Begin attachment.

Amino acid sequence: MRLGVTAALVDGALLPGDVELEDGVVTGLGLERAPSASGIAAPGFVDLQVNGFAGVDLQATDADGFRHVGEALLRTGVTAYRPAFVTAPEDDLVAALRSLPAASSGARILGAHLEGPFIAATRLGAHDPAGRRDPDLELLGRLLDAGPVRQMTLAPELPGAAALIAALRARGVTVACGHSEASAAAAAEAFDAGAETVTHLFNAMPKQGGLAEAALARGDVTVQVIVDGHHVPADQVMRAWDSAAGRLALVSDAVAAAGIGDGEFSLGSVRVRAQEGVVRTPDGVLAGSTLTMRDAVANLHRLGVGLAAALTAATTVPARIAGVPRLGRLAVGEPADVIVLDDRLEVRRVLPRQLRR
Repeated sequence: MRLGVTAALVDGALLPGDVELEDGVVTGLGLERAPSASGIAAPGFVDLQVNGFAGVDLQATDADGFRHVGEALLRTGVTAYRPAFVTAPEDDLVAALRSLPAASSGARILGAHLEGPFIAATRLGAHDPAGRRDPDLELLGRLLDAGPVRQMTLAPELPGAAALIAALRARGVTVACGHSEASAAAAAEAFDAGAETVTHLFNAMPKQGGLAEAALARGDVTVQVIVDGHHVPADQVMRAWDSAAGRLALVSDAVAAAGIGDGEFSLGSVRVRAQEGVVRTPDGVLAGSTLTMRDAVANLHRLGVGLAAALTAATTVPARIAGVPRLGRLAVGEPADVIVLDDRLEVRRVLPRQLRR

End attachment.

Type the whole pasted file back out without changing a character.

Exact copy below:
Amino acid sequence: MRLGVTAALVDGALLPGDVELEDGVVTGLGLERAPSASGIAAPGFVDLQVNGFAGVDLQATDADGFRHVGEALLRTGVTAYRPAFVTAPEDDLVAALRSLPAASSGARILGAHLEGPFIAATRLGAHDPAGRRDPDLELLGRLLDAGPVRQMTLAPELPGAAALIAALRARGVTVACGHSEASAAAAAEAFDAGAETVTHLFNAMPKQGGLAEAALARGDVTVQVIVDGHHVPADQVMRAWDSAAGRLALVSDAVAAAGIGDGEFSLGSVRVRAQEGVVRTPDGVLAGSTLTMRDAVANLHRLGVGLAAALTAATTVPARIAGVPRLGRLAVGEPADVIVLDDRLEVRRVLPRQLRR
Repeated sequence: MRLGVTAALVDGALLPGDVELEDGVVTGLGLERAPSASGIAAPGFVDLQVNGFAGVDLQATDADGFRHVGEALLRTGVTAYRPAFVTAPEDDLVAALRSLPAASSGARILGAHLEGPFIAATRLGAHDPAGRRDPDLELLGRLLDAGPVRQMTLAPELPGAAALIAALRARGVTVACGHSEASAAAAAEAFDAGAETVTHLFNAMPKQGGLAEAALARGDVTVQVIVDGHHVPADQVMRAWDSAAGRLALVSDAVAAAGIGDGEFSLGSVRVRAQEGVVRTPDGVLAGSTLTMRDAVANLHRLGVGLAAALTAATTVPARIAGVPRLGRLAVGEPADVIVLDDRLEVRRVLPRQLRR